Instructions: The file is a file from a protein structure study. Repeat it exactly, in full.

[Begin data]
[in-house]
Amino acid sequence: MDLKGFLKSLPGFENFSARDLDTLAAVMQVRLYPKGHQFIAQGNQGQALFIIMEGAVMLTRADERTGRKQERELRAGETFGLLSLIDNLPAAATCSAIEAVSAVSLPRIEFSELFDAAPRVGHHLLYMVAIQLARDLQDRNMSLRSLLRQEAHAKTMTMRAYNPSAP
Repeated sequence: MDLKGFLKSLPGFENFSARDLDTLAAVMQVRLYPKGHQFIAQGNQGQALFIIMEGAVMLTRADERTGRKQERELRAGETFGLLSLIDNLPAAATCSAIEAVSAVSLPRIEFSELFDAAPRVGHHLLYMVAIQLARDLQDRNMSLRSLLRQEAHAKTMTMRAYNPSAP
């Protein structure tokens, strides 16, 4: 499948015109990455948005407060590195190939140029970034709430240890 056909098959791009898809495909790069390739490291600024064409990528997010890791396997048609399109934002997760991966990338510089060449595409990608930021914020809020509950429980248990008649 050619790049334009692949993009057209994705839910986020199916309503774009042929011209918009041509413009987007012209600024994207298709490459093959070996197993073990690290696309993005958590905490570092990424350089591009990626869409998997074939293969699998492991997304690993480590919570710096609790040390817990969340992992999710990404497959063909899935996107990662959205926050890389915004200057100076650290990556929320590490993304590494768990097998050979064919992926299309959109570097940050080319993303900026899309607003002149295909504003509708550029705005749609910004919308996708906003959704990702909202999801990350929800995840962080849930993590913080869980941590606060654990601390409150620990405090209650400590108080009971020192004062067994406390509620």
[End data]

[in-house]
Amino acid sequence: MDLKGFLKSLPGFENFSARDLDTLAAVMQVRLYPKGHQFIAQGNQGQALFIIMEGAVMLTRADERTGRKQERELRAGETFGLLSLIDNLPAAATCSAIEAVSAVSLPRIEFSELFDAAPRVGHHLLYMVAIQLARDLQDRNMSLRSLLRQEAHAKTMTMRAYNPSAP
Repeated sequence: MDLKGFLKSLPGFENFSARDLDTLAAVMQVRLYPKGHQFIAQGNQGQALFIIMEGAVMLTRADERTGRKQERELRAGETFGLLSLIDNLPAAATCSAIEAVSAVSLPRIEFSELFDAAPRVGHHLLYMVAIQLARDLQDRNMSLRSLLRQEAHAKTMTMRAYNPSAP
């Protein structure tokens, strides 16, 4: 499948015109990455948005407060590195190939140029970034709430240890 056909098959791009898809495909790069390739490291600024064409990528997010890791396997048609399109934002997760991966990338510089060449595409990608930021914020809020509950429980248990008649 050619790049334009692949993009057209994705839910986020199916309503774009042929011209918009041509413009987007012209600024994207298709490459093959070996197993073990690290696309993005958590905490570092990424350089591009990626869409998997074939293969699998492991997304690993480590919570710096609790040390817990969340992992999710990404497959063909899935996107990662959205926050890389915004200057100076650290990556929320590490993304590494768990097998050979064919992926299309959109570097940050080319993303900026899309607003002149295909504003509708550029705005749609910004919308996708906003959704990702909202999801990350929800995840962080849930993590913080869980941590606060654990601390409150620990405090209650400590108080009971020192004062067994406390509620």